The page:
Thursday, January 24, 2008

Are online college rankings accurate? Necessary? Not for me.

The online education database has posted its online college rankings for 2008.
What do you think?
Here are the metrics listed:
"Key to metric acronyms — AR: Acceptance Rate, FA: Financial Aid, GR: Graduation Rate, PW: Peer Web Citations, RR: Retention Rate, SC: Scholarly Citations, SF: Student-Faculty Ratio, YA: Years Accredited"

Personally, I hate numbers. The eye-chart of numbers means NOTHING to me. Tell me a story, either using words or with pictures, but just don't lay out a bunch of data in a list.
Maybe the gathering of VizThinkers in SanFran next week can use this data as an example and create something a little more compelling and user-friendly. Anyone up for it?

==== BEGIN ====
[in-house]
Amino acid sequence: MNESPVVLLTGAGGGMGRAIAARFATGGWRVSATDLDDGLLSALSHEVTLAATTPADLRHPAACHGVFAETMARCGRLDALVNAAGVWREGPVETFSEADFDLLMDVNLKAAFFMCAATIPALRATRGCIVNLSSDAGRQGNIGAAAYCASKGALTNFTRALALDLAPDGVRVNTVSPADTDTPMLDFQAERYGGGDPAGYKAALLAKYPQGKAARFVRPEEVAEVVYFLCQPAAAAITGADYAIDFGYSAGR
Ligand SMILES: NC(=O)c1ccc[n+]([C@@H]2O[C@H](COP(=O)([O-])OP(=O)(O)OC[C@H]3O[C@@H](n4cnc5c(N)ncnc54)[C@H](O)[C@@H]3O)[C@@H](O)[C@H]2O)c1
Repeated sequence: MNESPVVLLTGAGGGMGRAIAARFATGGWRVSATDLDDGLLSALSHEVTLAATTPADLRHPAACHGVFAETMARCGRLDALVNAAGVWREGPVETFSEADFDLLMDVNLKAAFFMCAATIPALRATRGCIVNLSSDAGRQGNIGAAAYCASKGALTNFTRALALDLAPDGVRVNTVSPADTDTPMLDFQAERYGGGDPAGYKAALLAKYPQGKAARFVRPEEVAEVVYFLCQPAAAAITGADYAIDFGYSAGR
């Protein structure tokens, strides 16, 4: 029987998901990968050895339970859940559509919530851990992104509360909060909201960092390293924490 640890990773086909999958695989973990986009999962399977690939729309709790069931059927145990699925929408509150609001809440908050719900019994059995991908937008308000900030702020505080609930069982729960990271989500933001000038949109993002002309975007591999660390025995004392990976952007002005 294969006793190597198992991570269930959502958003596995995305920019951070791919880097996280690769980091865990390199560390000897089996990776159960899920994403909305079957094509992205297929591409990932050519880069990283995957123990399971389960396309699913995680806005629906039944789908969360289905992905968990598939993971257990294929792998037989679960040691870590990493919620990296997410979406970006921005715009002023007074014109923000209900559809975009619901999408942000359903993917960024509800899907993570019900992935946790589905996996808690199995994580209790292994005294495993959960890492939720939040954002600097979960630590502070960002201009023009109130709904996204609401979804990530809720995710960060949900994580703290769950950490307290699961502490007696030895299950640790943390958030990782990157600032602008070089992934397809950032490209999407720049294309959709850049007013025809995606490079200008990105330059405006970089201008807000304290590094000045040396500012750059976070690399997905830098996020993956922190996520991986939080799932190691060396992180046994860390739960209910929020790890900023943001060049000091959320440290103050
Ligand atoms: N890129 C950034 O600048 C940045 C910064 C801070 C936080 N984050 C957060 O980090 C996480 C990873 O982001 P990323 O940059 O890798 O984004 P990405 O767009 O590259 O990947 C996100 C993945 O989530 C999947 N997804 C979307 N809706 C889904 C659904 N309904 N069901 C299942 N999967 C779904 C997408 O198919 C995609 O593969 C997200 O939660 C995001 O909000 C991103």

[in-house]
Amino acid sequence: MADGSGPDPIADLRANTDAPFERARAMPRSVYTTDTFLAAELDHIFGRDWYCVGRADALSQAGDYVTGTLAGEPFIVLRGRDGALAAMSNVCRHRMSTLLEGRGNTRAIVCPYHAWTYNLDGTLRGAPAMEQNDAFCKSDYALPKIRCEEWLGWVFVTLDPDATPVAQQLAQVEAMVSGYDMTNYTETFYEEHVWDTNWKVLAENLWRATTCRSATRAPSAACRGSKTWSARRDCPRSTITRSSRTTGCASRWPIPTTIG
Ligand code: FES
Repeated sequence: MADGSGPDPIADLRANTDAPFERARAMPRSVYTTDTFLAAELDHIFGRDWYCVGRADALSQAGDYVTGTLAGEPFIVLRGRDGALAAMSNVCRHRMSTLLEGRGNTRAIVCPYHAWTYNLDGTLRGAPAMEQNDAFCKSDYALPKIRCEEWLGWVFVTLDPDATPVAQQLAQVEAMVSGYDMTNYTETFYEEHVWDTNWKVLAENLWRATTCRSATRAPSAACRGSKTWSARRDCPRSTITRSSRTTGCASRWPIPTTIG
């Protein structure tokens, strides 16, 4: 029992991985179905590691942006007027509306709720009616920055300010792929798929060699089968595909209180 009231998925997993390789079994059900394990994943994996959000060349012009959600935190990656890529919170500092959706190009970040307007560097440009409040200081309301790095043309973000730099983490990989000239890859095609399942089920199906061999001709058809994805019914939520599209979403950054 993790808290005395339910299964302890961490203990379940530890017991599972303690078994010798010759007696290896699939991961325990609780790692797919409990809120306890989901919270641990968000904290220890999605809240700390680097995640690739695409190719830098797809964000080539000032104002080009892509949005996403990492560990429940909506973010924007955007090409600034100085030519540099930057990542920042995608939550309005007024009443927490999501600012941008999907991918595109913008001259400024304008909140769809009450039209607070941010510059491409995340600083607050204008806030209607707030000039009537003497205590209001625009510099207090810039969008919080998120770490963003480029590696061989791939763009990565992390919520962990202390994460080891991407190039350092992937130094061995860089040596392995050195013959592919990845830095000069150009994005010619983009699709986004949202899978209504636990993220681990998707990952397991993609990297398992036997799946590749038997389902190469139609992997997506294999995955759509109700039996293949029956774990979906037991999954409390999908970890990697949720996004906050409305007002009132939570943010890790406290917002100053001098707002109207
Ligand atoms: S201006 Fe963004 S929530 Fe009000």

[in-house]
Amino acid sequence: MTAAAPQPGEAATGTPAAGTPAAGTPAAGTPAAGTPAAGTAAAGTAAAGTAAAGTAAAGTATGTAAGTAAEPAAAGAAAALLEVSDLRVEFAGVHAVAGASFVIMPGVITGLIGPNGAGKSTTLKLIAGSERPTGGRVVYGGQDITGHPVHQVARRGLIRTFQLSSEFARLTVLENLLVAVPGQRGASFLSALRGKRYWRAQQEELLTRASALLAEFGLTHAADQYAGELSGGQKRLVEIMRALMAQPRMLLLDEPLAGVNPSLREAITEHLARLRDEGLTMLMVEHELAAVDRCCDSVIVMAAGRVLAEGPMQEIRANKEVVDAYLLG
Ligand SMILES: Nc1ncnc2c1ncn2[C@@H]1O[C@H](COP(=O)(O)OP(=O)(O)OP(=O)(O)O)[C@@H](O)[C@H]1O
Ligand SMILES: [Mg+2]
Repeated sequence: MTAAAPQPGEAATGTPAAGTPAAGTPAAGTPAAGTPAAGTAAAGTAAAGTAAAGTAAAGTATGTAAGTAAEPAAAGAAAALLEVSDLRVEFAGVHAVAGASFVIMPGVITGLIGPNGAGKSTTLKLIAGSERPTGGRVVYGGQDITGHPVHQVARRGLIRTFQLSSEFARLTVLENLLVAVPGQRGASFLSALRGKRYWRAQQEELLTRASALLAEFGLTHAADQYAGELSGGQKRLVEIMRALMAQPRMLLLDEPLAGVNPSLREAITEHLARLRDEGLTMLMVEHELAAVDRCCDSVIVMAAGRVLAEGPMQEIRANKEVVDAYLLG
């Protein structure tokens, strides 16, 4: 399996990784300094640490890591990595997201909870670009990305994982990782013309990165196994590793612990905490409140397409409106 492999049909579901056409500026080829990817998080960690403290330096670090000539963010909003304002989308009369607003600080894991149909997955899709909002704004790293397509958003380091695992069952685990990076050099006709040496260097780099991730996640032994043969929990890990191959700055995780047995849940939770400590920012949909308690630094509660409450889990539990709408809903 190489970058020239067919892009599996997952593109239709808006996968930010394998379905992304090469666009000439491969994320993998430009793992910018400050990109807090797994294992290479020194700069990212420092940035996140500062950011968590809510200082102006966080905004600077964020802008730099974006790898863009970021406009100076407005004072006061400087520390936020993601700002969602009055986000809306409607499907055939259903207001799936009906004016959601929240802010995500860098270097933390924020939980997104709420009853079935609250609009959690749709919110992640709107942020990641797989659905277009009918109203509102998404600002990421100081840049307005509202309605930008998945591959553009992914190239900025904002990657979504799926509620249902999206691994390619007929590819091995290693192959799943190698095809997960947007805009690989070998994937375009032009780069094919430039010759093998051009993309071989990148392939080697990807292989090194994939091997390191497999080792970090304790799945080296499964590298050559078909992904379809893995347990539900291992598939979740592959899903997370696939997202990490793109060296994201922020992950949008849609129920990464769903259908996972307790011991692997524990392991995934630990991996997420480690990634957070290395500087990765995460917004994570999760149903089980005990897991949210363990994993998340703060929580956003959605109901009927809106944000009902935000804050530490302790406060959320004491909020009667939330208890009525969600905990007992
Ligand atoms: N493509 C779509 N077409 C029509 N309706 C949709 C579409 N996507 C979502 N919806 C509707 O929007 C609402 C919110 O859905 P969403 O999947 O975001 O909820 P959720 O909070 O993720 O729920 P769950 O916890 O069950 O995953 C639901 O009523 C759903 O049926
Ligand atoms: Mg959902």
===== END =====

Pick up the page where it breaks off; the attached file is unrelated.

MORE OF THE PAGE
Personally, I'd find more value in a social networking site that carried discussions about courses, the content, the instructors, etc. Who really cares about Graduation Rate, Acceptance Rate, Years accredited. If I have a need and I have a friend or colleague tell me good things then I'm more questions.

Yes. Transparency is a good thing, but this is the WRONG kind of transparency. This is the kind of transparency that administrators, and accountants use to brag at dinner parties, the real users don't care.

This is Web1.0 data a Web2.0 world. When Time declares YOU as the person of the year, they mean YOU the single end-user (the little guy), not the collective big corporate YOU.

Sorry OEDb, I'm not your target audience.
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